In the 1960s, New York City commuters were prodded into respectful behavior by subway posters featuring a black-and-white tuxedo cat. “Etti-Cat,” the punnily named feline mascot for manners, warned against littering, encouraged offering seats to the elderly, and expressed loquacious shame at defacing the trains:
It was real wild scribbling over the subway walls & cars but, in objective & realistic retrospect & in full evaluation of the initial impact & the effect of the regretful consequences, it would seem that the entire action was motivated rather imprudently &, truthfully, in recalling the whole stupid mess, I feel real dopey about it, I’m sorry & I’ll never do it again.
The humble ramble is punctuated by the emphatic, “ACT YOUR AGE ~ PLEASE!” This poster, along with others featuring Etti-Cat, is included in Transit Etiquette Or: How I Learned To Stop Spitting And Step Aside In 25 Languages, currently on view in the Grand Central Gallery Annex of the New York Transit Museum. The institution has also long displayed the Etti-Cat posters among its vintage advertisements in the historical train cars parked in its main museum, which is housed in the disused Court Street subway station in Brooklyn.
The posters “were introduced in 1962 and were placed in almost 3,000 of the Transit Authority’s 6,500 subway cars at the time so they were hard to miss,” Chelsea Newburg of the Transit Museum told Hyperallergic. Newburg also shared a June 26, 1962, New York Times article titled “Etti-Cat to Spur Subway Eti-quette,” in which a reporter asks a spokesperson for more details on the real feline behind Etti-Cat and gets a coy response: “If Etti-Cat is adopted by the public he will hold a news conference for the pet so that riders can learn more about the new subway mascot.”
Alas, it’s unclear if such a press conference ever took place. There was, however, a very real cat behind the campaign. The “JOM” initials at the bottom right corner of the posters stand for writer and artist Jo Mary McCormick, whose obliging model was a cat named Pipsqueak (or Pippy). Her photographs and text replaced earlier subway posters by Amelia Opdyke-Jones, aka “Oppy,” that had cartoon men in fedoras and ladies in long skirts glaring at litterbugs and seat hogs.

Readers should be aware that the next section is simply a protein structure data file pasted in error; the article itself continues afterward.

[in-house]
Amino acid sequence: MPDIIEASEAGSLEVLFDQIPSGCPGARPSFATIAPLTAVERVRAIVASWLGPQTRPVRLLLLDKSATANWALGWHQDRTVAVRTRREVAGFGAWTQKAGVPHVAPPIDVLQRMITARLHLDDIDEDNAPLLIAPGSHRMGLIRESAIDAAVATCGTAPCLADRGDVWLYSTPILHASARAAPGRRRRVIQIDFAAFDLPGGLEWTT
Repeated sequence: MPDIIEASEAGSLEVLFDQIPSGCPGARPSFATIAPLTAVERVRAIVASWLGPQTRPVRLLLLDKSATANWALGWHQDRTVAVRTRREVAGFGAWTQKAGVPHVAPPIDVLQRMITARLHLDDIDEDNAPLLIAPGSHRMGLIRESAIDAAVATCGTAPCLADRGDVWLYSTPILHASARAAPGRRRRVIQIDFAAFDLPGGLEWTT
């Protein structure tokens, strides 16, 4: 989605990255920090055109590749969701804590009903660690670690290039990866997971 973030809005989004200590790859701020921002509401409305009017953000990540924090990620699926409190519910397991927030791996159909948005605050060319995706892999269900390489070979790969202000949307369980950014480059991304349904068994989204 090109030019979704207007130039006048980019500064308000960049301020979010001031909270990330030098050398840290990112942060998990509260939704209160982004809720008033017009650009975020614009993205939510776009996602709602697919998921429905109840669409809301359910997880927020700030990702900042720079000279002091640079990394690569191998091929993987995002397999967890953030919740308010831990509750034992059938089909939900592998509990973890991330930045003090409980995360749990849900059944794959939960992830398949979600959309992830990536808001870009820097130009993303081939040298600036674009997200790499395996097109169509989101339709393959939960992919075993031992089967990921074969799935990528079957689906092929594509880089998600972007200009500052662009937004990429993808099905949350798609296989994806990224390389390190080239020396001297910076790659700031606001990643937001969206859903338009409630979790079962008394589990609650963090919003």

McCormick seemed to delight in Etti-Cat as a public figure. In 1964, she sent a letter offering condolences on the death of Peter III, the official Home Office cat in residence with the British government, and the next year authored a picture book called Etti-cat: The courtesy cat. The cover featured Etti-Cat as the American ambassador to the United Nations, while the text counseled readers on a broader range of manners beyond the rails. You can find scans from the interior at the feline-friendly blog Mew Mew Munchy Toe; they show Etti-cat advising readers not to stare and demonstrating how to graciously accept an ice cream cone.
Thanks to the display at the Transit Museum, as well as our abiding love of personified cats, Etti-Cat lives on as a retro meme, helped along by posts like Jen Carlson’s last year on Gothamist. Compared to the dry, blank-faced figures of today’s subway etiquette posters, the Etti-Cat visuals do have way more purr-sonality and much more playful language. But of his enduring fame, the modest Etti-Cat might have bared his teeth and mewed: “I’m flabbergasted!”
Transit Etiquette Or: How I Learned To Stop Spitting And Step Aside In 25 Languages continues at the Grand Central Gallery Annex of the New York Transit Museum (Grand Central Terminal, 89 East 42nd Street, Midtown, Manhattan) through October 20.
It might not be a bad idea to resurrect Etti-Cat. We could use some remedial etiquette (manners) lessons.
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